atheism, another dogma[moved from mailbag to phil./psych.]
This is a follow-up to my last post concerning atheism and certainty. In my last post I got affirmative replies that atheism does not/cannot hold certainty in their claims. I will try in this post to show how atheism is another dogma of belief similar to theism.
The last sentence of my opening paragraph is definitely going to be the most difficult to defend. Here are some starting considerations to clear up any ambiguity before I begin my defense.
First, concerning the argument that atheism contains beliefs similar to theism. I want to start off by noting that it is irrational to say that atheism is simply a lack in belief. Atheism entails many beliefs pertaining to God; Most fundamentally, the belief that he doesn't exist. If it were the case that you had no beliefs pertaining to God, then what makes you feel the urge to reply to this post? What makes you form the Rational Response Squad if you don't have any beliefs concerning the concept of Deity or God? Could you say that you reply in the name of rationality and human reason? If so, what makes you want to employ that rationality this very moment? Instinct? Habit? No. A belief renders your mind into action. To say that atheism the lacking of belief pertaining to God is just not correct. As one of my philosophy professors put it, "Well if they [atheists] say that [atheism is simply the lack of a belief] then they're cheating."
Secondly, I want to speak of theism and try to clear up some misconceptions. To start off, theism is not religion and religion is not theism. Religion is man's creation. You may argue with me whether theism is man's creation as well, I have no problems with that. In fact, I'll grant you that theism is man's creation. Yet, I will insist that you realize that religion and theism are distinct. All the shortcomings, mistakes and horrible things religion has done in the name of God are mistakes of religion, not theism or God. Now, since I have granted you theism as man's creation you may think it will be the bringer of my position's downfall. Although, what it does is allow me to compare theism and atheism both as creations of MAN.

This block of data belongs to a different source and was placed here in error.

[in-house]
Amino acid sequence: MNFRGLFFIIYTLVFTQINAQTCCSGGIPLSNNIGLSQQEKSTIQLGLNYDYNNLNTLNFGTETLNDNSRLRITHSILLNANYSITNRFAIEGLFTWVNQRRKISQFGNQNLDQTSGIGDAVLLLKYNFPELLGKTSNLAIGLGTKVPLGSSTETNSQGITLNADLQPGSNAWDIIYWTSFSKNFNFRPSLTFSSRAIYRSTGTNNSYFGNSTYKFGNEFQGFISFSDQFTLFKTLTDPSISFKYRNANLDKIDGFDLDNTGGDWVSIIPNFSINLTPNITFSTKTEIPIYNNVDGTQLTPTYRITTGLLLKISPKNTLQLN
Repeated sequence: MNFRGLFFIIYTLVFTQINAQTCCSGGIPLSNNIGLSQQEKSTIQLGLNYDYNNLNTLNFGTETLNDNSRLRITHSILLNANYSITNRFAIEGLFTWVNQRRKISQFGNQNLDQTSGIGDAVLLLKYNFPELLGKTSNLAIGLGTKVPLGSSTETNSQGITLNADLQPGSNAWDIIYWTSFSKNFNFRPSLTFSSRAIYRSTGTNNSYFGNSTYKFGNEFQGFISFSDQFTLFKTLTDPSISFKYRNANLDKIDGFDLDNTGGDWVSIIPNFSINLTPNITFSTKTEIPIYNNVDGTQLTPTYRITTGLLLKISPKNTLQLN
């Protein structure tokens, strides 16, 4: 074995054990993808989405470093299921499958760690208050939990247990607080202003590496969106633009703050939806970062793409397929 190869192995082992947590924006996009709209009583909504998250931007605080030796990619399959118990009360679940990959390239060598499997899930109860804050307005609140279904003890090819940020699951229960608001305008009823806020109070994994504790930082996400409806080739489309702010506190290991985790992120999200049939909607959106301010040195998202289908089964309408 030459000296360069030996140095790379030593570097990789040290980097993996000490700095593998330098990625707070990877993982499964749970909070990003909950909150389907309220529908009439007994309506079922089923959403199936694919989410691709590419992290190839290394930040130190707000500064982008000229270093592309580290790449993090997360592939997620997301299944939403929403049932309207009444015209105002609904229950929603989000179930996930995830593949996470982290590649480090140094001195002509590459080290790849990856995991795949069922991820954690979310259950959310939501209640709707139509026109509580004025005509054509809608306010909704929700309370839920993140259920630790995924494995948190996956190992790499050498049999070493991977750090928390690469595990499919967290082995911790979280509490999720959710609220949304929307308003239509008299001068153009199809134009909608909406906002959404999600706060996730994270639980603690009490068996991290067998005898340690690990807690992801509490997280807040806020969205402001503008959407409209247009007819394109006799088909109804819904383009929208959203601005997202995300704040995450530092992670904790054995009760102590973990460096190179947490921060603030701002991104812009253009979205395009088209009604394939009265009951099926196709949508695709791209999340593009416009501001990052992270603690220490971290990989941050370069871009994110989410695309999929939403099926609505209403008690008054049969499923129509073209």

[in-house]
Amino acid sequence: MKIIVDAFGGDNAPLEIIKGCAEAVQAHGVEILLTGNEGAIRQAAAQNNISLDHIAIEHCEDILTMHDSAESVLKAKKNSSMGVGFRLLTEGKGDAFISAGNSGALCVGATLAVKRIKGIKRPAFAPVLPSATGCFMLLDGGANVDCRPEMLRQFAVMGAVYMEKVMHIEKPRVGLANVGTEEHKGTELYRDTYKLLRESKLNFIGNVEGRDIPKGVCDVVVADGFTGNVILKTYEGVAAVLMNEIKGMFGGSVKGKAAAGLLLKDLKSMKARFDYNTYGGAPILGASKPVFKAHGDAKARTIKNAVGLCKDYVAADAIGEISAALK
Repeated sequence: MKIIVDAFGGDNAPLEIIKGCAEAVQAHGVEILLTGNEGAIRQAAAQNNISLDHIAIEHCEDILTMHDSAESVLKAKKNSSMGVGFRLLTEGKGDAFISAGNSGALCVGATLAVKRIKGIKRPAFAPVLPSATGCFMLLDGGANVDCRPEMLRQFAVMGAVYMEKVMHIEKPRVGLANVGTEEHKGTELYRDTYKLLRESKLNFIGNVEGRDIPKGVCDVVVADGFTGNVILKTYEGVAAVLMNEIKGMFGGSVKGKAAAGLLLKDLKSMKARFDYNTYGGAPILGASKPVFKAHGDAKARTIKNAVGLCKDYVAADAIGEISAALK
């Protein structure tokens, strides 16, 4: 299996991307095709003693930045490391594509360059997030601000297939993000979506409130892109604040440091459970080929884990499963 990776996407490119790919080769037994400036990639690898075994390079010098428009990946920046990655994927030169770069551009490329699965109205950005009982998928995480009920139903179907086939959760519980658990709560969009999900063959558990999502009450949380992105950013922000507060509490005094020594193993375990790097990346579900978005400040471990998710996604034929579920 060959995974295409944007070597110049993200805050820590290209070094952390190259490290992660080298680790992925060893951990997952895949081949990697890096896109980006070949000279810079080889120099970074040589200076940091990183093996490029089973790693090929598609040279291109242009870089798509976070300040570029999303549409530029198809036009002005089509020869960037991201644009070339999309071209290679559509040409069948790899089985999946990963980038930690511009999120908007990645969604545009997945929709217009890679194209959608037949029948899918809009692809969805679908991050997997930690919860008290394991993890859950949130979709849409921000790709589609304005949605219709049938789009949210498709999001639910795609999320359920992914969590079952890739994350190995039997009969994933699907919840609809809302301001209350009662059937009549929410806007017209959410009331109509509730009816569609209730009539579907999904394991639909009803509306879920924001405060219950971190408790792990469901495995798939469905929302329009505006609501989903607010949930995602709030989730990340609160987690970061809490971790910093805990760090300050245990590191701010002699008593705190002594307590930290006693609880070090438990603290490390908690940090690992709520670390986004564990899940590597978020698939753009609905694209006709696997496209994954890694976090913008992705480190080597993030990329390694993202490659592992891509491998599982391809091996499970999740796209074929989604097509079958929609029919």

I think I have done enough clarifying, now onto my argument that atheism is another dogma.
I would like to start off by quoting David Hume:
Our reason must be consider'd as a kind of cause, of which truth is the natural effect; but such-a-one as by the irruption of other causes, and by the inconstancy of our mental power, may frequently be prevented. By this means all knowledge degenerates into probability; and this probability greater or less according to our experience of the viracity or deceitfulness of our understanding, and according to the simplicity or intricacy of the question. (From: David Hume's Treatise of Human Nature; 1.4.1 : 121)